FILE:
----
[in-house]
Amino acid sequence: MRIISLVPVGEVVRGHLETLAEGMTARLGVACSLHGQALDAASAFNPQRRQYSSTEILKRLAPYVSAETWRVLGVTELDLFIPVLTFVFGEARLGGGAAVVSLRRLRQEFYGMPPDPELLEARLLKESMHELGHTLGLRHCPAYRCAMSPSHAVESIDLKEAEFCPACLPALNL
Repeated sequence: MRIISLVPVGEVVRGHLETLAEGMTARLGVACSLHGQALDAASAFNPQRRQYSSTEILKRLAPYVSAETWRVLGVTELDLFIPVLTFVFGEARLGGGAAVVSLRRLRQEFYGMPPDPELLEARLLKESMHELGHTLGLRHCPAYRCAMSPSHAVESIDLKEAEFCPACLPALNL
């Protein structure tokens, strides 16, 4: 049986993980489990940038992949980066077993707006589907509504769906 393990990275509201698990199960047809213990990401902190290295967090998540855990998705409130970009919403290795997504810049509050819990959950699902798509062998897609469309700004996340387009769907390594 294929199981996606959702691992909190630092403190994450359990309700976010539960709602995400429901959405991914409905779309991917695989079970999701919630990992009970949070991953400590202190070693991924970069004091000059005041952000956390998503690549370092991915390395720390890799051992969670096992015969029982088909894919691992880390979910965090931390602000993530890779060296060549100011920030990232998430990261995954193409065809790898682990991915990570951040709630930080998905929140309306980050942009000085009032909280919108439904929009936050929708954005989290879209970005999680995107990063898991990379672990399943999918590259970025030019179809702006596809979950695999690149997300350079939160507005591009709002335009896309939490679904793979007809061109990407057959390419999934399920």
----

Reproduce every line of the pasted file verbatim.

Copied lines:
[in-house]
Amino acid sequence: MRIISLVPVGEVVRGHLETLAEGMTARLGVACSLHGQALDAASAFNPQRRQYSSTEILKRLAPYVSAETWRVLGVTELDLFIPVLTFVFGEARLGGGAAVVSLRRLRQEFYGMPPDPELLEARLLKESMHELGHTLGLRHCPAYRCAMSPSHAVESIDLKEAEFCPACLPALNL
Repeated sequence: MRIISLVPVGEVVRGHLETLAEGMTARLGVACSLHGQALDAASAFNPQRRQYSSTEILKRLAPYVSAETWRVLGVTELDLFIPVLTFVFGEARLGGGAAVVSLRRLRQEFYGMPPDPELLEARLLKESMHELGHTLGLRHCPAYRCAMSPSHAVESIDLKEAEFCPACLPALNL
């Protein structure tokens, strides 16, 4: 049986993980489990940038992949980066077993707006589907509504769906 393990990275509201698990199960047809213990990401902190290295967090998540855990998705409130970009919403290795997504810049509050819990959950699902798509062998897609469309700004996340387009769907390594 294929199981996606959702691992909190630092403190994450359990309700976010539960709602995400429901959405991914409905779309991917695989079970999701919630990992009970949070991953400590202190070693991924970069004091000059005041952000956390998503690549370092991915390395720390890799051992969670096992015969029982088909894919691992880390979910965090931390602000993530890779060296060549100011920030990232998430990261995954193409065809790898682990991915990570951040709630930080998905929140309306980050942009000085009032909280919108439904929009936050929708954005989290879209970005999680995107990063898991990379672990399943999918590259970025030019179809702006596809979950695999690149997300350079939160507005591009709002335009896309939490679904793979007809061109990407057959390419999934399920």